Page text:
One of the joys of twitter is that your friends and other tweeps can bring excellent items and articles to your attention. And thankfully not all of them are pictures of cats – although some are (thanks @PlatoSays). Anyway earlier this week, Richard Brown (@gendal) tweeted a link to this article on how shipping containers built the modern world. Now this sparked something in me because a few years ago I was working in IBM’s marketing team for WebSphere – looking mostly at Connectivity and Integration, which of course includes WebSphere MQ.
What was amusing to me was that Richard, when tweeting the article, said to think about the shipping container as the Internet of Things, and in my marketing role we had actually nearly done a large marketing push/campaign around the similarities between messaging and shipping containers – and indeed shipping goods themselves. I probably have on my laptop somewhere various images and presentation drafts about it. However it was too easy to get too deep into the shipping analogy, and to lose track of the actual points about Messaging. But given with a blog entry I have absolute control, I will try to make the key point I was trying to do beforehand – and you can let me know if I lose focus.
Let’s start with the shipping container and how it succeeded. It starts by looking at what came before it – every item loaded into a ship individually, and unloaded individually. This involved a tremendous amount of manpower, incurred a lot of breakages (and theft) and also took a huge amount of time. The shipping container of course changes all this. All types of goods can simply be loaded into a container elsewhere. The container itself can then be simply moved from place to place, with the unloading and unloading from the ship being capable of being automated. So the complexity of moving and dealing with multiple types of goods has gone, replaced with a simple, repeatable process. No longer are goods delayed, with ships held up in port. Everything runs like clockwork.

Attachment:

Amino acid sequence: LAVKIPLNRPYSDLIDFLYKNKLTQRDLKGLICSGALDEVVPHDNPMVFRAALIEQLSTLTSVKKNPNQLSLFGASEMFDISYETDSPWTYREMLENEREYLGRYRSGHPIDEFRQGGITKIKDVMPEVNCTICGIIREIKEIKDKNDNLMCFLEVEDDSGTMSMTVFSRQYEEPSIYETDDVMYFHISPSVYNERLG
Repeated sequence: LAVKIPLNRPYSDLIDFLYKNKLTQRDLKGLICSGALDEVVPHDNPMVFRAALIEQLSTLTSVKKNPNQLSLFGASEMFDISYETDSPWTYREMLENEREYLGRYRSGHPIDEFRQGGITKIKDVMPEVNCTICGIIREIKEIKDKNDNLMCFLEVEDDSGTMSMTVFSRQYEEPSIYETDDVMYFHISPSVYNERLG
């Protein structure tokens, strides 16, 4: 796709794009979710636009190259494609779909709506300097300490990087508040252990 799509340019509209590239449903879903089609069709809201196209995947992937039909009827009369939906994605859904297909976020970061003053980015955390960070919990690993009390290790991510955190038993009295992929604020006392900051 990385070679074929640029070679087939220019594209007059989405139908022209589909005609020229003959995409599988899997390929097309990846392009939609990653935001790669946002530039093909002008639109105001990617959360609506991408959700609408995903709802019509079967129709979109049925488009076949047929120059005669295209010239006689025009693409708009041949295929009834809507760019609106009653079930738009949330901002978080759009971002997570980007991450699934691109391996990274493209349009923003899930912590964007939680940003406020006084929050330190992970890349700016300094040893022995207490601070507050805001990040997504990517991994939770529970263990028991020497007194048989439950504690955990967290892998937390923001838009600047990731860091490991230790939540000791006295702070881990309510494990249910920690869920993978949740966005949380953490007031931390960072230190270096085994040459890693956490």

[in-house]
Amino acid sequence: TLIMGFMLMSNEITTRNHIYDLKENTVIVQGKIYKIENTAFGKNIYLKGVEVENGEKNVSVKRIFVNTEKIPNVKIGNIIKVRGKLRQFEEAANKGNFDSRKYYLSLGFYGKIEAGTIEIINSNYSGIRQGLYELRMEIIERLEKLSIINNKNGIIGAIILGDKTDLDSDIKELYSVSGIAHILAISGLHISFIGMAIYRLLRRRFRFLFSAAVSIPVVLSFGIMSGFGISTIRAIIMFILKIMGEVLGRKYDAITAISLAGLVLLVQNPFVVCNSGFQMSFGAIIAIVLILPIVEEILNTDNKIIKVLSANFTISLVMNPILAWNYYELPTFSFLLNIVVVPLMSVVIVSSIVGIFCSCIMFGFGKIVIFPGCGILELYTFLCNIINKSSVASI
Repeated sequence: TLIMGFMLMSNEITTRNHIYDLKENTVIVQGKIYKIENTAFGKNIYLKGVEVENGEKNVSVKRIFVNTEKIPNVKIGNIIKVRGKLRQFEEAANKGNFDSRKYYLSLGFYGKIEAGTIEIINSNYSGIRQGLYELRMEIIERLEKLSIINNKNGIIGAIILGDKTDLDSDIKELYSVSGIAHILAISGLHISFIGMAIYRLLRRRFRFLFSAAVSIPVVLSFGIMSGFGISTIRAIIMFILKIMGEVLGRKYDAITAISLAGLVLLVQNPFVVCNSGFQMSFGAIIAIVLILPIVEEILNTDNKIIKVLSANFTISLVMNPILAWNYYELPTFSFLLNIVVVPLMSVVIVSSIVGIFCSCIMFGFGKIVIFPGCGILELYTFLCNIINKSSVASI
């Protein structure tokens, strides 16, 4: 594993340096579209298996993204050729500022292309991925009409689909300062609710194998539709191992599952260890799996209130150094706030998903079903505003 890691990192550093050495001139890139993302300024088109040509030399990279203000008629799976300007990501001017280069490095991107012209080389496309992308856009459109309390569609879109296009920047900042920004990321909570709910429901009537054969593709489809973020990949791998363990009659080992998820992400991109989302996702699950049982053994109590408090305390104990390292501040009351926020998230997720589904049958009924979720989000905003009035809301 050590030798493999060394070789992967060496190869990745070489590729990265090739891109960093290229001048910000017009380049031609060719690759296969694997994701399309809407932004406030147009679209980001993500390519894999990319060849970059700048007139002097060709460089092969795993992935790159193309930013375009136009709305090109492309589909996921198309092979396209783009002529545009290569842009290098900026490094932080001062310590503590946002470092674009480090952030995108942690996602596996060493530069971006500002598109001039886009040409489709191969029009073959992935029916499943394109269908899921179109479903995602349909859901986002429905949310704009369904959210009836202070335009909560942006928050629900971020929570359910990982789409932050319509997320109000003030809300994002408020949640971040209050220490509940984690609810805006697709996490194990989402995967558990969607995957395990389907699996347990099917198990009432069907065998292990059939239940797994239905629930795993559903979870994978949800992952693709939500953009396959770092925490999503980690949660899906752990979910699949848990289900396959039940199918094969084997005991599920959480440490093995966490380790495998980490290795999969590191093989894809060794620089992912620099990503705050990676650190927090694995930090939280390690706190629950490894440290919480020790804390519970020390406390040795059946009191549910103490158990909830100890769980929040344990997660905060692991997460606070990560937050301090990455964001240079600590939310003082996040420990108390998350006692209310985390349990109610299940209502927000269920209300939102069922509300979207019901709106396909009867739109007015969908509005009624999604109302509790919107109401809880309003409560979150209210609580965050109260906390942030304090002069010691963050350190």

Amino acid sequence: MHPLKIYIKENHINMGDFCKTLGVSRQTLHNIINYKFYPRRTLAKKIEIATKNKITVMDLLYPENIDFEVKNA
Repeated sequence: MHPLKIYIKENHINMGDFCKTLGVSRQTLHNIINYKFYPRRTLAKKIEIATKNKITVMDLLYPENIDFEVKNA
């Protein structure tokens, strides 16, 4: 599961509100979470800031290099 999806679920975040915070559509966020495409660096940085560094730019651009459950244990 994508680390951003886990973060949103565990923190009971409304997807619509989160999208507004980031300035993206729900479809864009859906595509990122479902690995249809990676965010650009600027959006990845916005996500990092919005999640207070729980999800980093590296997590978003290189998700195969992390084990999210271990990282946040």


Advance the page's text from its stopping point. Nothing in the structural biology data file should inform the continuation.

The parallels with messaging are uncanny. Data is packed into messages. The message contents themselves then become irrelevant. The messages are all moved programmatically, with the applications that loaded the data no longer involved, and not delayed by the process of moving the data, which can be subject to a lot more scrutiny and checks without overcomplicating the application program. By applying messaging to move data between all your applications you now have simple, repeatable and reliable methods to move your data anywhere without over working your applications. When a program receives a message, it is because it has been designed to handle the data within it, just like a shipping company expects a container and can handle what is in it, thanks to the bill of lading.
So if a simple box has changed the world, just think what a simple message can do for your IT infrastructure. Much like today’s shipping container, WebSphere MQ is probably the most widely used commercial messaging product, moving more bits of data daily than there are goods shipped daily in shipping containers. Changing the world, one message at a time.